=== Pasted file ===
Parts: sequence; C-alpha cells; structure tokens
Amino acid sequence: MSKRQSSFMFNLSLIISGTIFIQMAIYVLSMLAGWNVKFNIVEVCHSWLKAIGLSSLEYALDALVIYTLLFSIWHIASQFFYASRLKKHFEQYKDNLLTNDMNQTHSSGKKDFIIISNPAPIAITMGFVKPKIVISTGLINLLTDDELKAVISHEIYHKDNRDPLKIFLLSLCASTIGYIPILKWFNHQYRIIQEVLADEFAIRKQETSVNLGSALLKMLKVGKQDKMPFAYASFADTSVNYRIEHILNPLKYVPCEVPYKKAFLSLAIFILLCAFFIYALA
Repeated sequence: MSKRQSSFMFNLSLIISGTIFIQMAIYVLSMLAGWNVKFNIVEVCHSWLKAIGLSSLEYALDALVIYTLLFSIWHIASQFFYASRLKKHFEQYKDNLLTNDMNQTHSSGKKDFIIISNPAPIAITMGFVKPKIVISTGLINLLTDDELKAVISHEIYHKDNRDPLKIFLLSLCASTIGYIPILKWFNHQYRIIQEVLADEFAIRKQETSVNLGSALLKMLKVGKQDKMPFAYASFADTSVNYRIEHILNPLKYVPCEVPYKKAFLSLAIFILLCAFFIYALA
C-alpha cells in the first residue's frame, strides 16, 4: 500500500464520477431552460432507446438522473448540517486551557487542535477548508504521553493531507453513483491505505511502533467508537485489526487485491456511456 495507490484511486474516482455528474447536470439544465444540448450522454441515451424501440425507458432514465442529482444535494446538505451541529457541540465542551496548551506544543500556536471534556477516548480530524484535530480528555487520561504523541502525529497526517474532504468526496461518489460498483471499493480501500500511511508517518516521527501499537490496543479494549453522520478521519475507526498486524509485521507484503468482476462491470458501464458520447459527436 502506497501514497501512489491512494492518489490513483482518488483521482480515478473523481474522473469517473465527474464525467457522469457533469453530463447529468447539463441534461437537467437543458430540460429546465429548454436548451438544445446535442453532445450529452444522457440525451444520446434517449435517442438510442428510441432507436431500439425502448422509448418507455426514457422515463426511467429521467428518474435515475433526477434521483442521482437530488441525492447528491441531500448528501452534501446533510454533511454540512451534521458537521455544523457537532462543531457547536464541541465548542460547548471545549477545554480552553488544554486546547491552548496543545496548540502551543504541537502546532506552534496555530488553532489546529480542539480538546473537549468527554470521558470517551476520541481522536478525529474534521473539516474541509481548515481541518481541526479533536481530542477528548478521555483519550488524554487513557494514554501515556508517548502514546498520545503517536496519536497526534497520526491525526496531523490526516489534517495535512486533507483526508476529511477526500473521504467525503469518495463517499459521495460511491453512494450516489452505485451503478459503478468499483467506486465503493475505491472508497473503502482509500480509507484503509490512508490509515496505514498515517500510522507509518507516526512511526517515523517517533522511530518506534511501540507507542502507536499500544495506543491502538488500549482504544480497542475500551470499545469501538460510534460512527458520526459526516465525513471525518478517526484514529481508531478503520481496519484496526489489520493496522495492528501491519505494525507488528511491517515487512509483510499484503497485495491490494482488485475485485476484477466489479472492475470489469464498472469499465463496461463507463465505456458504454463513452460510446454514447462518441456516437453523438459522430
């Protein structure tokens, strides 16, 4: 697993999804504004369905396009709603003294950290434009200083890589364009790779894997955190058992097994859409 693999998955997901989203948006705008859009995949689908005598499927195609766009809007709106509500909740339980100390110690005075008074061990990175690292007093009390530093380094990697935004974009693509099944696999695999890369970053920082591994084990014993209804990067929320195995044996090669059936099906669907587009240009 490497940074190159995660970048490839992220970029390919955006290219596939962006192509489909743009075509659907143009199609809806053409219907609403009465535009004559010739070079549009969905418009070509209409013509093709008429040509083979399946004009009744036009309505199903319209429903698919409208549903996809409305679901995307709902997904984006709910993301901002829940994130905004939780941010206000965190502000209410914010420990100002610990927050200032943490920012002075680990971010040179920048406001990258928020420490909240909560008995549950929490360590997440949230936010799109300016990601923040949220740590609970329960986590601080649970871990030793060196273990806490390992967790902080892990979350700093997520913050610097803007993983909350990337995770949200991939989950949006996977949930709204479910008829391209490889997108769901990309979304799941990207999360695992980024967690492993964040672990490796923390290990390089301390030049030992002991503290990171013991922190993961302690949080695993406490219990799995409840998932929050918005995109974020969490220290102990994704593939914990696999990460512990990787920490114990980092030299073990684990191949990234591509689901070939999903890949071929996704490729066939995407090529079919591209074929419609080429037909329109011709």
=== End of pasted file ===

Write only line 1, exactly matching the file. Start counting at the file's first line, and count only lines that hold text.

Parts: sequence; C-alpha cells; structure tokens